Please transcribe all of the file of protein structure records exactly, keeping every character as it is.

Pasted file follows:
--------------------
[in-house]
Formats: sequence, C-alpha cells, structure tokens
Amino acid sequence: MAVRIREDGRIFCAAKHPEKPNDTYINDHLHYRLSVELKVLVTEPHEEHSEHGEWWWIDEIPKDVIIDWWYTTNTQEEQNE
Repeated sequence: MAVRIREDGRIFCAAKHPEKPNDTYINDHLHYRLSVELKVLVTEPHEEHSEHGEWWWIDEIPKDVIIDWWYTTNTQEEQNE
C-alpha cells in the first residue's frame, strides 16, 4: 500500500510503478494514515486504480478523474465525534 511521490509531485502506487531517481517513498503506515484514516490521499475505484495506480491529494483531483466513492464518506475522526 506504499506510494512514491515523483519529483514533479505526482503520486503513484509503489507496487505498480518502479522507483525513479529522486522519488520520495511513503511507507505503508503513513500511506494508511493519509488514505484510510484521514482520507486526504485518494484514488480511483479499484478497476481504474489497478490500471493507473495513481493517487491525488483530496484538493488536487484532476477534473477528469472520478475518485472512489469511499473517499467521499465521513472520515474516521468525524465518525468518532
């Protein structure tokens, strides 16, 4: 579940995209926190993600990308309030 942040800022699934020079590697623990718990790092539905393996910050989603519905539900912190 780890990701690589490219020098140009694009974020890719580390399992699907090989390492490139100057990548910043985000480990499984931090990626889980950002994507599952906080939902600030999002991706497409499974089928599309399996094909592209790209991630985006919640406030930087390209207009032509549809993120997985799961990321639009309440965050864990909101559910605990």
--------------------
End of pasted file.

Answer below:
[in-house]
Formats: sequence, C-alpha cells, structure tokens
Amino acid sequence: MAVRIREDGRIFCAAKHPEKPNDTYINDHLHYRLSVELKVLVTEPHEEHSEHGEWWWIDEIPKDVIIDWWYTTNTQEEQNE
Repeated sequence: MAVRIREDGRIFCAAKHPEKPNDTYINDHLHYRLSVELKVLVTEPHEEHSEHGEWWWIDEIPKDVIIDWWYTTNTQEEQNE
C-alpha cells in the first residue's frame, strides 16, 4: 500500500510503478494514515486504480478523474465525534 511521490509531485502506487531517481517513498503506515484514516490521499475505484495506480491529494483531483466513492464518506475522526 506504499506510494512514491515523483519529483514533479505526482503520486503513484509503489507496487505498480518502479522507483525513479529522486522519488520520495511513503511507507505503508503513513500511506494508511493519509488514505484510510484521514482520507486526504485518494484514488480511483479499484478497476481504474489497478490500471493507473495513481493517487491525488483530496484538493488536487484532476477534473477528469472520478475518485472512489469511499473517499467521499465521513472520515474516521468525524465518525468518532
């Protein structure tokens, strides 16, 4: 579940995209926190993600990308309030 942040800022699934020079590697623990718990790092539905393996910050989603519905539900912190 780890990701690589490219020098140009694009974020890719580390399992699907090989390492490139100057990548910043985000480990499984931090990626889980950002994507599952906080939902600030999002991706497409499974089928599309399996094909592209790209991630985006919640406030930087390209207009032509549809993120997985799961990321639009309440965050864990909101559910605990």